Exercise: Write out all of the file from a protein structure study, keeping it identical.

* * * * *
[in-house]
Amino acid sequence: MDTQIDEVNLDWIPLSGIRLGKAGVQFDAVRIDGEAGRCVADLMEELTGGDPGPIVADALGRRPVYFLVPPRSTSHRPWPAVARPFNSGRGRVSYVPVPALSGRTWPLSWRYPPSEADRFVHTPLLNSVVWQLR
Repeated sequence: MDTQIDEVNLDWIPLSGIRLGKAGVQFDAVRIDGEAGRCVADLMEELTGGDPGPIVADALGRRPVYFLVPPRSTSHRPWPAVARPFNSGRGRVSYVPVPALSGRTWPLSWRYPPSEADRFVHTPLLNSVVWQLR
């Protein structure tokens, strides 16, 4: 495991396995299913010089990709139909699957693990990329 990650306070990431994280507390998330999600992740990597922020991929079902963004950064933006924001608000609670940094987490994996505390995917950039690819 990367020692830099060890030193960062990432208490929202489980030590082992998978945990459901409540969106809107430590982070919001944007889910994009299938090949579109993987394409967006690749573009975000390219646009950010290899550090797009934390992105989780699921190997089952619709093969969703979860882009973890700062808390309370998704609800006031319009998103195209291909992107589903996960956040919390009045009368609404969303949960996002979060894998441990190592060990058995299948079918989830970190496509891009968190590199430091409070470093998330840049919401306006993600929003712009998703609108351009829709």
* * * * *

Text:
[in-house]
Amino acid sequence: MDTQIDEVNLDWIPLSGIRLGKAGVQFDAVRIDGEAGRCVADLMEELTGGDPGPIVADALGRRPVYFLVPPRSTSHRPWPAVARPFNSGRGRVSYVPVPALSGRTWPLSWRYPPSEADRFVHTPLLNSVVWQLR
Repeated sequence: MDTQIDEVNLDWIPLSGIRLGKAGVQFDAVRIDGEAGRCVADLMEELTGGDPGPIVADALGRRPVYFLVPPRSTSHRPWPAVARPFNSGRGRVSYVPVPALSGRTWPLSWRYPPSEADRFVHTPLLNSVVWQLR
């Protein structure tokens, strides 16, 4: 495991396995299913010089990709139909699957693990990329 990650306070990431994280507390998330999600992740990597922020991929079902963004950064933006924001608000609670940094987490994996505390995917950039690819 990367020692830099060890030193960062990432208490929202489980030590082992998978945990459901409540969106809107430590982070919001944007889910994009299938090949579109993987394409967006690749573009975000390219646009950010290899550090797009934390992105989780699921190997089952619709093969969703979860882009973890700062808390309370998704609800006031319009998103195209291909992107589903996960956040919390009045009368609404969303949960996002979060894998441990190592060990058995299948079918989830970190496509891009968190590199430091409070470093998330840049919401306006993600929003712009998703609108351009829709």